PASSING THROUGH POLAND (1942-45)
It’s early evening as I sit on a rock in the backyard of a house in Miłanówek (a town near Warsaw), bathed in the distant glow of the burning Ghetto, digging up an anthill with a stick and watching the ants scurry about in panic, as I imagine the Jews are fifteen or twenty kilometers away.
I focus on a single ant, about a half meter from the hill, frozen in isolation -- its antennae up -- searching for a way to rejoin its brethren. Briefly, I consider poking it towards the hill. Instead, I smash it with my stick.
For some reason I find this moment important and decide to embed it in my memory. I do this by evoking an image of scrambled eggs. I don’t know why; probably because I like them and because, in Polish, the term has a soothing sound to it – jajecznica.
My mother is the maid for an elderly couple that owns the house. Her compensation is our room, left-over food and occasional access to the pantry for a few unbitten items. She still has enough cash in the little cloth bag she keeps pinned to her underpants to allow for some discretionary spending, and once a month she picks up ration stamps.
So there’s always enough for me to haggle with peasants at the local green market
over fresh milk, eggs, crisp black bread and a slab of butter wrapped in dew-moistened leaves, or preferably, a jar of lard topped by pork rind that my mother cuts up and fries into cracklings. Occasionally, I even get to buy beef, pork or fresh chicken, instead of the usual horsemeat at the butcher’s -- but not often, because he rarely has them.
Aside from potatoes, we don’t do vegetables. I don’t like them, and my mother’s idea of good nutrition is anything that makes me put on weight. But we do eat fruit: apples, pears, plums and cherries that I snatch from trees behind our and other people’s houses, and delicious wild strawberries that I pick in nearby woods. Others also pick wild mushrooms, but my mother doesn’t let me since she can’t tell which ones will kill us.
Consequently, things are not too bad. The major problem is that I have to pee in our sink. The toilets don’t lock, and my mother fears that one of the owners will barge in and catch a glimpse of my privates. She has to risk my moving my bowels outside our room, but tries to have me time it for when the owners are out or napping.
Another problem: I should be in school, but my mother doesn’t send me.
“Too dangerous,” she says. But she worries, and knocks my age down by a year to avoid suspicion, though she doesn’t need to. Many boys my age don’t attend school; their parents want them nearby and the local authorities look the other way. If asked, the boys say they go to Catholic school, and the priests back them up.
All this because of łapanki: indiscriminate roundups of people off the streets -- mostly adult males, but if the SS happens to be in charge, anyone who’s out -- in retaliation for a Nazi soldier being killed by the Polish underground, a snotty Hitler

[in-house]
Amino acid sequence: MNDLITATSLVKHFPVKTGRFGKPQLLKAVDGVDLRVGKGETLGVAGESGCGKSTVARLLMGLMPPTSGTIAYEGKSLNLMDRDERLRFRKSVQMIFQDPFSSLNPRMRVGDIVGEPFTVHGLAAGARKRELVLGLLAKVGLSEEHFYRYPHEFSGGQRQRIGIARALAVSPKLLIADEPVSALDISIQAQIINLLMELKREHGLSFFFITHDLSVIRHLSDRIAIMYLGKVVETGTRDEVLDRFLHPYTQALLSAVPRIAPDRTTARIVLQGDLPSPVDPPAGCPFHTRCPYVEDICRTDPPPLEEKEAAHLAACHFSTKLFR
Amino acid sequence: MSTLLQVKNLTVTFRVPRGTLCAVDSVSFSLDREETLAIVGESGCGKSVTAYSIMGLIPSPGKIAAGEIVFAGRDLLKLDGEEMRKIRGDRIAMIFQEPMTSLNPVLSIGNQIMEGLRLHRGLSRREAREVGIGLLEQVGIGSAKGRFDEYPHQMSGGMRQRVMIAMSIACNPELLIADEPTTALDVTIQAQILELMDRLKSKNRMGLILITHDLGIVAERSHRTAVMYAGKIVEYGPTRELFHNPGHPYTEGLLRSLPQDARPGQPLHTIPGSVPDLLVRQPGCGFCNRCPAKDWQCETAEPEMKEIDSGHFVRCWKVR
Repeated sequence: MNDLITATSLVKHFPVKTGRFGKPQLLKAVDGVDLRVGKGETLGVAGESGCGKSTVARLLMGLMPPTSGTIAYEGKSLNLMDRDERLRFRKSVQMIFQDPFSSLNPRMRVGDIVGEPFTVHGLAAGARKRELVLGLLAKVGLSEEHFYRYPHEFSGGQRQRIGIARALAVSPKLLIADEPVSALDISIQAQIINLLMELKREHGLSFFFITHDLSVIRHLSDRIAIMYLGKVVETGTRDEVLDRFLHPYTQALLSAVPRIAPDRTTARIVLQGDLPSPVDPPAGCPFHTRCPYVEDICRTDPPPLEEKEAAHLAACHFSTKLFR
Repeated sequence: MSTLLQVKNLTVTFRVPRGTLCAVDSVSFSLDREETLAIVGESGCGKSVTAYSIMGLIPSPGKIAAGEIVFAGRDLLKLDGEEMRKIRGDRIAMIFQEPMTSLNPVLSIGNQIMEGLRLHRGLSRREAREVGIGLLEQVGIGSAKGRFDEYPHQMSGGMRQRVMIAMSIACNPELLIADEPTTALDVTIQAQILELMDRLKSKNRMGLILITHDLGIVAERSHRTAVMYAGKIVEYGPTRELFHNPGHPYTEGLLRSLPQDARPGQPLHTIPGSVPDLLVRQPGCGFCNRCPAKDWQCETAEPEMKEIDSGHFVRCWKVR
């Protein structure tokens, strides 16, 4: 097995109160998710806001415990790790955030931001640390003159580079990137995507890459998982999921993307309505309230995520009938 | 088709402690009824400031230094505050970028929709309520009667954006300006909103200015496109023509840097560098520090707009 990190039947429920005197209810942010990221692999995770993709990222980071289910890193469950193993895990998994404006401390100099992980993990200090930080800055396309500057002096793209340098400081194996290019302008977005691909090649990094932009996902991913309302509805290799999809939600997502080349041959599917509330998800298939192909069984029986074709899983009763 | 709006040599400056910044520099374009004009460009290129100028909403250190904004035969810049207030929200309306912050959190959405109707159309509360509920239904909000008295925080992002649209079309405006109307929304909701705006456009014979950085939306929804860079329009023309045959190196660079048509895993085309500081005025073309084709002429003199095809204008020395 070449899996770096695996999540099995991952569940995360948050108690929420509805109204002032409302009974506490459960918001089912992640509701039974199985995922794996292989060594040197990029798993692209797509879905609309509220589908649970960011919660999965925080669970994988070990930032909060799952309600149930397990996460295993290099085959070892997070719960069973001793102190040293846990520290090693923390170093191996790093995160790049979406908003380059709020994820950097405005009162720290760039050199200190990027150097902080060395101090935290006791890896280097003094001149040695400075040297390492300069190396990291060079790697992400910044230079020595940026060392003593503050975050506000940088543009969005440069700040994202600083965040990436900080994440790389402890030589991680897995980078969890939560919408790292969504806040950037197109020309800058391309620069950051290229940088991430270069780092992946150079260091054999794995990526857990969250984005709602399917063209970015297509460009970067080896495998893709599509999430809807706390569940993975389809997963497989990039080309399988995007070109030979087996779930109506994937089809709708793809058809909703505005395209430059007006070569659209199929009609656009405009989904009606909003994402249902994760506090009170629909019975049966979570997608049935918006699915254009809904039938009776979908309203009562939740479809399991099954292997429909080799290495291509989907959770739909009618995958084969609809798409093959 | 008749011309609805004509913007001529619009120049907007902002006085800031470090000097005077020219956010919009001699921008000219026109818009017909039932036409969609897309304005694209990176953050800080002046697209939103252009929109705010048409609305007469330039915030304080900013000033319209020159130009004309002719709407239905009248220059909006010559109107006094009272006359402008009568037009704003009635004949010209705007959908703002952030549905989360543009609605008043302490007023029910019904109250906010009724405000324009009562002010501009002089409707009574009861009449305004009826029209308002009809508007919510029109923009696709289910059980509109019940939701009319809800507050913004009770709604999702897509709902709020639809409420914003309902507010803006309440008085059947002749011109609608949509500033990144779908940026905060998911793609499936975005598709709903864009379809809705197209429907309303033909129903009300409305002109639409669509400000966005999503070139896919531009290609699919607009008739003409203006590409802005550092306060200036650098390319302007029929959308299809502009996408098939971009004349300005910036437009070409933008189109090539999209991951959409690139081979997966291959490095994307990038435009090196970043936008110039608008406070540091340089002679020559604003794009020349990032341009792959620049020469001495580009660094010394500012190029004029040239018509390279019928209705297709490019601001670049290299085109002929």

Youth getting roughed up, etcetera.
A year ago in Warsaw a łapanka, (łapanki is plural), was almost a daily occurrence. My Uncle Manek was a big fan, because in contrast to a house-to-house search, conducted methodically in the standard German manner -- and thus boring -- a łapanka was a happenstance event.
Two trucks would cut off a city block, seemingly at random. Soldiers would jump out and grab every man who failed to duck into a doorway or alley--if you got away, they didn’t chase you. Then a big van would pull up and the seized were herded into it. On rare occasions when the Germans were really angry, they shot people on the spot. It’s those łapanki that made it into the newspapers --the others were shrugged off.
Manek, who enjoyed strolling about Warsaw, showed me a document printed in German, with several swastikas stamped on it, identifying him as an employee of an obscure, possibly nonexistent, agency that he waved in the face of anyone who nabbed
him during a łapanka, and which invariably got him released.
“You have to learn how to play the game,” he told me.
I still can hum the nonsense jingle he taught me (it rhymes in Polish):
Axe, hoe, rot-gut, glass (szkląka)
In the evening an air-raid, in the daytime a łapanka.
Axe, hoe, rot-gut, bread.
Five after eight (curfew), a bullet in the head!
Miłanówek is outside the standard łapanka zone, but every so often, it has a mini
one—just big enough to keep the locals on their toes. So people stick close to home,
mind their own business and hope that nothing bad happens to any of our Germans. Still,
I make a few friends in the neighborhood -- Andrzej, Danek, Jendrek, Tomek and Marek, my best friend who lives next door.
I have a photo: two seven year olds kneeling in a pasture. Marek cradles a baby goat in his arms. Totally out of character, unless he kills it later and takes it home for his mother to cook. What he likes to cradle is a sub-machine gun. We don’t come across one often, but when we do, Marek strips it and puts it back together in minutes. Then we sell it to the Underground. Since we’re patriots we don’t charge much, and they pay because we also bring them rifles, ammo, hand-grenades -- anything of value that we find buried in the old battlefields around town. Danek undoubtedly snaps the photo. His father has cameras and a darkroom in his basement. We don’t ask why.